EPA's preferred alternatives are only recommendations at this time. EPA welcomes community input on all of the alternatives during the public comment period. Based on input received, EPA may change its preferred clean-up alternatives. (See Public Comment Period on Page 1.)

EPA's Evaluation Criteria

Information Repositories

EPA's public information files for the Atlantic Wood Site contain the technical and legal documents that EPA bases its site-related decisions upon. These files, known as the Administrative Record, include the complete Proposed Plan and other site documents used to select a clean-up method. EPA encourages community members to review and photocopy the information in the Administrative Record. The contents of the repositories are the same at each of the following locations:

Portsmouth Municipal Library
601 Court Street
Portsmouth, VA 23704
(804) 393-8501

Kirn Memorial Library
City Hall Avenue
Norfolk, VA 23501
(804) 441-2579

Chesapeake Public Library
298 Cedar Road
Chesapeake, VA 23320
(804) 547-6592

EPA Contact

Vance Evans is EPA's Community Involvement Coordinator for the site. He can be reached at the address or telephone numbers listed below. When calling EPA's (800) number, be sure to identify the site name and ask for Vance.

Vance Evans (3EA30)
Community Involvement Coordinator
U.S. EPA Region III
1650 Arch St.
Philadelphia, PA 19103-2029
(800) 553-2509 or (215) 814-5526

Site Background

The 47.5-acre Atlantic Wood Industries Superfund Site is located on the industrialized banks of the South Branch of the Elizabeth River in Portsmouth, Virginia. The site operated as a wood-treating facility from 1926 to 1992. Chemical compounds that were used in the treatment operations such as polynuclear aromatic hydrocarbons (PAHs) and pentachlorophenol (PCPs), have contaminated soils, sediments and groundwater at the site.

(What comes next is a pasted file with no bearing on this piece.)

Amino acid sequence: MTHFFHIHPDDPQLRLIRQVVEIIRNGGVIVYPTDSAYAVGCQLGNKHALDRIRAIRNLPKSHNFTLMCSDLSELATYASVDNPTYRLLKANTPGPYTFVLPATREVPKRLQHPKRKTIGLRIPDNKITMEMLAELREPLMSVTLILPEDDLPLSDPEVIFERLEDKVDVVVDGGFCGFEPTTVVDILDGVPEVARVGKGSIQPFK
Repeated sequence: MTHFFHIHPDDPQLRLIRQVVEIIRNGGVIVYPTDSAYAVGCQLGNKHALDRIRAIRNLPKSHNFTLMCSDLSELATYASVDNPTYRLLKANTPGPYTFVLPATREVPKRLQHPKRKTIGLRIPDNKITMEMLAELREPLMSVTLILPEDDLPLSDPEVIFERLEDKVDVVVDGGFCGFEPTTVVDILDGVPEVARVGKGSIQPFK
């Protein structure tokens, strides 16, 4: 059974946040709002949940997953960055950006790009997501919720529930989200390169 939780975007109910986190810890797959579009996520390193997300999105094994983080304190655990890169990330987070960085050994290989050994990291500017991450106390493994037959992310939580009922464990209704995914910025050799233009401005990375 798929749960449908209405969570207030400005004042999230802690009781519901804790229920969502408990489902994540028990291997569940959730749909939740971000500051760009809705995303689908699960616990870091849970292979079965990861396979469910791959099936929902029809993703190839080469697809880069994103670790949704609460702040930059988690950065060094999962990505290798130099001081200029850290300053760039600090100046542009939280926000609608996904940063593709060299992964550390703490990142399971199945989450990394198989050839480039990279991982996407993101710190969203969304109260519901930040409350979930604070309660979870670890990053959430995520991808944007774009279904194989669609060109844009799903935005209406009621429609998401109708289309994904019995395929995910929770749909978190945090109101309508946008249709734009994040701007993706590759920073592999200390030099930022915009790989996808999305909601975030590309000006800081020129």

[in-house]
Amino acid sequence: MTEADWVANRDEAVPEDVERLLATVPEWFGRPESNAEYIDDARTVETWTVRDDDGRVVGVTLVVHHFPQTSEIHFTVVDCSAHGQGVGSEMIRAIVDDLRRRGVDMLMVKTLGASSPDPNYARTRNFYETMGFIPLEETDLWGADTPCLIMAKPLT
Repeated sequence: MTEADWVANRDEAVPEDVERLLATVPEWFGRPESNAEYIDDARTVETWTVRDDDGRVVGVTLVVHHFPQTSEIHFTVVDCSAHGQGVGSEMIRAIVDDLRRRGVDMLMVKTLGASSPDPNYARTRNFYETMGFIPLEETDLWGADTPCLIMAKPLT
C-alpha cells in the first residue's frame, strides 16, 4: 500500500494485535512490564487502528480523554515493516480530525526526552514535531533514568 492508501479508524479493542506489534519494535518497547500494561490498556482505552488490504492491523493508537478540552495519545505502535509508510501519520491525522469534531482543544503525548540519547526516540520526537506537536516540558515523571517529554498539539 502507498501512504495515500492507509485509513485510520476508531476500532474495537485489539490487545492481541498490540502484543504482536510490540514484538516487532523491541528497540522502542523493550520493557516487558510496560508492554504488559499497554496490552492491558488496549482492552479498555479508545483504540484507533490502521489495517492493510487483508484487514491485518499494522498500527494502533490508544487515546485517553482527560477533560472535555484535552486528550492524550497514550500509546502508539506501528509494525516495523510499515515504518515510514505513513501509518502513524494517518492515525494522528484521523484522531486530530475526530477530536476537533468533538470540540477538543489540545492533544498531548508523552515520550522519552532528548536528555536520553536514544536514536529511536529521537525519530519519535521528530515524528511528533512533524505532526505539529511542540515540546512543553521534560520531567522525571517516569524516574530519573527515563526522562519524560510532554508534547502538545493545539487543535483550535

Based on environmental investigations of the site, EPA determined that the site posed a potential threat to human health and the environment, and therefore placed the site on EPA's Superfund National Priorities List on February 15, 1990. Under EPA oversight and in consultation with the Virginia Department of Environmental Quality, Atlantic Wood Industries conducted a Remedial Investigation and Feasibility Study of the site. Atlantic Wood Industries has also conducted initial clean-up actions at the site whereby a leaking storm sewer was re-lined to prevent the spread of subsurface contamination to an adjacent inlet. Also, approximately 520 cubic yards of heavily contaminated inlet sediments were removed and replaced with clean fill.

Glossary of Terms

An underground formation composed of sand, soil, or rock that holds and transports groundwater to wells and springs.
A heavy metal used as an alloying agent that, at high exposure levels, can be carcinogenic (cancer-causing).
A common metal widely used in industrial manufacturing. Extended exposure to copper dust or fumes can cause skin and eye irritations, fever, illness, and liver damage.
A dark oily liquid having a penetrating tarry odor, obtained by the distillation of wood tar and commonly used as a wood-treating preservative.
Dense Non-Aqueous Phase Liquids (DNAPLs)
A chemical compound which is heavier than water and not readily dissolvable in water.